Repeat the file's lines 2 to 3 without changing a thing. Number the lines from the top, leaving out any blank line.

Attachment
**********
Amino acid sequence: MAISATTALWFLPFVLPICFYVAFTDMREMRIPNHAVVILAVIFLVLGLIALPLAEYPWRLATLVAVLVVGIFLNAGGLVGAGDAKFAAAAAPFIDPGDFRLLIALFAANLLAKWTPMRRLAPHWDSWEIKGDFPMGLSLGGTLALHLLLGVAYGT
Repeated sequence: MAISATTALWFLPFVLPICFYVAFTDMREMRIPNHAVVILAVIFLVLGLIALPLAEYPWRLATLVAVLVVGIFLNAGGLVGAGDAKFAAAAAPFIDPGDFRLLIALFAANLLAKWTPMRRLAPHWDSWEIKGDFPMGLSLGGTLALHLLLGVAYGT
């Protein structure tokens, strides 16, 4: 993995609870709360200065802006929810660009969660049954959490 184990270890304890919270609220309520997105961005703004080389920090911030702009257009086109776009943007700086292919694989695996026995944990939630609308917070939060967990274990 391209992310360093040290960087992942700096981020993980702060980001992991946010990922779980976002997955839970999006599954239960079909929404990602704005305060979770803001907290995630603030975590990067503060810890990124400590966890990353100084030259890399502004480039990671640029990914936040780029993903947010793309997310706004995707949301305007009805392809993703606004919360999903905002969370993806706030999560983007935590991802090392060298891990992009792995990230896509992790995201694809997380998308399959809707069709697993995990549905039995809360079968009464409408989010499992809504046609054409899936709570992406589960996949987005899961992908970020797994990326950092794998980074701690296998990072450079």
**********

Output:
Repeated sequence: MAISATTALWFLPFVLPICFYVAFTDMREMRIPNHAVVILAVIFLVLGLIALPLAEYPWRLATLVAVLVVGIFLNAGGLVGAGDAKFAAAAAPFIDPGDFRLLIALFAANLLAKWTPMRRLAPHWDSWEIKGDFPMGLSLGGTLALHLLLGVAYGT
């Protein structure tokens, strides 16, 4: 993995609870709360200065802006929810660009969660049954959490 184990270890304890919270609220309520997105961005703004080389920090911030702009257009086109776009943007700086292919694989695996026995944990939630609308917070939060967990274990 391209992310360093040290960087992942700096981020993980702060980001992991946010990922779980976002997955839970999006599954239960079909929404990602704005305060979770803001907290995630603030975590990067503060810890990124400590966890990353100084030259890399502004480039990671640029990914936040780029993903947010793309997310706004995707949301305007009805392809993703606004919360999903905002969370993806706030999560983007935590991802090392060298891990992009792995990230896509992790995201694809997380998308399959809707069709697993995990549905039995809360079968009464409408989010499992809504046609054409899936709570992406589960996949987005899961992908970020797994990326950092794998980074701690296998990072450079």